By Kerwin Holmes, Jr.
A good deal of convictional assurance comes not from people who agree with you, but from the people who disagree with meaningful dissent that makes you sit back and think.
Okay. So I have many friends who are not Christians. In fact, during a rough part of my life just recently I was a bit astounded (and a bit devastatingly so) that most of my friends, especially my close ones, are not Christian and some not particularly religious at all. That shocked me. There I was taking shots in Religion classes in college for being “too intolerant” and yet I was struggling to find a Proverbs 27:17 brother because I have so many irreligious and non-Christian friends.
Fortunately, I do have some strengths by surrounding myself with these fine people. My faith gets challenged a lot by my life (as you have read). Truth be told, God has no doubt used this constant setting of moral and intellectual defense to bolster my faith.
So when I saw this video by Dave Rubin on The Rubin Report, a video where Rubin and his atheist friends rant about hating religion (scroll forward to about 53:38 to see what I am specifically addressing here), I wanted to delve past all of the strangely religious self-righteous dogma of these “irreligious” talking heads. I wanted to push into one of the core issues that they brought up for which I didn’t have an immediate answer for.
Does the Bible really say nothing drastically damning about rape? Is rape okay with God?
*Also, why such “atheists” would demand such an arbitrary moral absolute from a God who they reject precisely because of His moral absolutes is beyond me. Since they don’t like God telling them about sex, why ask for another rule to not follow? They kinda lost me when they wanted to substantiate examples for how Christianity is just as bad as radical Islam…with modern-day examples of radical Islamist terrorism. Anyways…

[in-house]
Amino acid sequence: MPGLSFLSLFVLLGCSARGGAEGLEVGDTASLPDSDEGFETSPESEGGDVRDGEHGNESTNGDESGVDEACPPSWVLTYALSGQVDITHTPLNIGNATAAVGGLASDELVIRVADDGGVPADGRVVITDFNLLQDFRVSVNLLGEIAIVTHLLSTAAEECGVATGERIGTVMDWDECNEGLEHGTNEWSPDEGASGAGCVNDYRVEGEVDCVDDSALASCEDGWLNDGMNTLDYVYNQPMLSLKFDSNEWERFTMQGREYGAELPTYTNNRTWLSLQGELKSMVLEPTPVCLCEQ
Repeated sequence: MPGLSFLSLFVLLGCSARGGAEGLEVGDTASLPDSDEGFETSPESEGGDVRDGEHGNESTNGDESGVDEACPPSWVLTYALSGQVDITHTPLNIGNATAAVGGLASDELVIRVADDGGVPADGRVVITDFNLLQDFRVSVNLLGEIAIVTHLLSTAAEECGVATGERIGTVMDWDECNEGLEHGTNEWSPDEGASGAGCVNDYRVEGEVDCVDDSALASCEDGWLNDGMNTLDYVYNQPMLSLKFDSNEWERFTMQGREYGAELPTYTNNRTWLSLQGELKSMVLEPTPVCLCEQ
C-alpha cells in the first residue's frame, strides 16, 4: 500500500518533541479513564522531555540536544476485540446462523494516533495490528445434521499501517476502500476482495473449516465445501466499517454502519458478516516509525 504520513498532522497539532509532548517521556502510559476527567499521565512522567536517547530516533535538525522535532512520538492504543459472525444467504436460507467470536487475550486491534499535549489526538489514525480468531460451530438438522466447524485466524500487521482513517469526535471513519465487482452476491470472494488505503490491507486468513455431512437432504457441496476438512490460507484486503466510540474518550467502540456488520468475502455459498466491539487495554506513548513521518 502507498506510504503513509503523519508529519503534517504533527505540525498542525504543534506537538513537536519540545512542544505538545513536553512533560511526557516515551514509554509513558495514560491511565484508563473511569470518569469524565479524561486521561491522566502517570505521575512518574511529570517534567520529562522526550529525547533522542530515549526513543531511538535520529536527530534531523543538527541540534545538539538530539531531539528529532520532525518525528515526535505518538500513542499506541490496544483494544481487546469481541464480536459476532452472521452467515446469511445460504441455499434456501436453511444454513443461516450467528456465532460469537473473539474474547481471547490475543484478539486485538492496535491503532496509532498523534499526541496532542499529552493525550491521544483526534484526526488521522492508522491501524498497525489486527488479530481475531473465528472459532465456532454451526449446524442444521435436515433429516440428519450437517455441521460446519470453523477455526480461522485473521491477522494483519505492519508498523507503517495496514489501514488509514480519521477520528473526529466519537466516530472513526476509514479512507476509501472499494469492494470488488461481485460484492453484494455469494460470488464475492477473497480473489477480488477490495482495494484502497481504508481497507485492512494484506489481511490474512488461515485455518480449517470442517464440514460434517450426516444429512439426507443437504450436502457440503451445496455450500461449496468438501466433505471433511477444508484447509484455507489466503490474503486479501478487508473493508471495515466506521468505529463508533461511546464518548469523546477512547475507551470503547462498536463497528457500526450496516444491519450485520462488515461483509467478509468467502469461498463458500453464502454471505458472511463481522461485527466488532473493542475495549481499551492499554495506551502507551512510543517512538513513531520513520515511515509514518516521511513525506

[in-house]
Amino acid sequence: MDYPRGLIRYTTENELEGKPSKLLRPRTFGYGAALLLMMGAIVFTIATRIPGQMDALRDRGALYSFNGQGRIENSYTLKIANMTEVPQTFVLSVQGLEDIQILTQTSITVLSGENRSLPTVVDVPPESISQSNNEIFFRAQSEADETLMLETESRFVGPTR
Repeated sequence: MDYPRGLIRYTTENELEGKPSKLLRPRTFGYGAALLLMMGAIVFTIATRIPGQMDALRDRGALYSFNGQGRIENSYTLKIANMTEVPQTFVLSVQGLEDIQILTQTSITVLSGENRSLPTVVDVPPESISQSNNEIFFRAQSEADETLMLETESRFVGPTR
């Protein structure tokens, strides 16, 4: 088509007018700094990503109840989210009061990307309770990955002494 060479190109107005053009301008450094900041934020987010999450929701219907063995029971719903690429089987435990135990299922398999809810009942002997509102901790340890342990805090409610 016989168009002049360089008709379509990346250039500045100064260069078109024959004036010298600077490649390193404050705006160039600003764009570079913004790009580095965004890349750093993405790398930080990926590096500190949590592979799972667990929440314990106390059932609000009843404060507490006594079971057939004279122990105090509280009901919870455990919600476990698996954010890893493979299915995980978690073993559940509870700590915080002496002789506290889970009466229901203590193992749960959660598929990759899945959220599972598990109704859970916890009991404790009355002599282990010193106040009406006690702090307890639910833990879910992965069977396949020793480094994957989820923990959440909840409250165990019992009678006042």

Here is an example of how listening to atheists strengthens one’s faith and knowledge of the Gospel, and why Christians should not hide from learning truths about the Bible that most likely will challenge their faith in the God of the Bible:
Ironically, the man who brought the rape allegation up is an atheist of Jewish descent. The ethnically Jewish man was on a religiously anti-religious rant (he was an “atheist,” after all) and he called out for one person to show him where rape was condemned in the Bible. There are many ways to do this, but I picked the clear-cut route of Biblical literalism…looking for an actual literal instance of rape being condemned by God. And I found that I was wrong for years when reading this. Ironically, I got clarity by reading the Torah (Jewish law) in full and by using the Hebrew terms in my concordance as a guide to reconstruct the translation.
See how questioning God can already bring more clarity?
As he is a person of Jewish descent, I cannot fathom how he missed Deuteronomy 22:25-27, which calls for the death penalty of rapists. But of course, I myself had been reading these verses all wrong for years!
Now, the Hebrew word for violate (anah) in Deuteronomy 22:29 is the same word used in Deuteronomy 22:24 when speaking of adultery. The assumption of punishment for Deuteronomy 22:24 is that the woman was not raped but was complicit in the act, and that is why she never reported the incident. For this reason the New Living Translation Bible translation of Deuteronomy 22:22-29 is more precise with the original Hebrew than the Holman Christian Standard Bible translation that I generally use here. Hold…note that this verse is for when they, the man and the woman, are both discovered together or having been together. This at first glance appears to be implying something other than a forced encounter.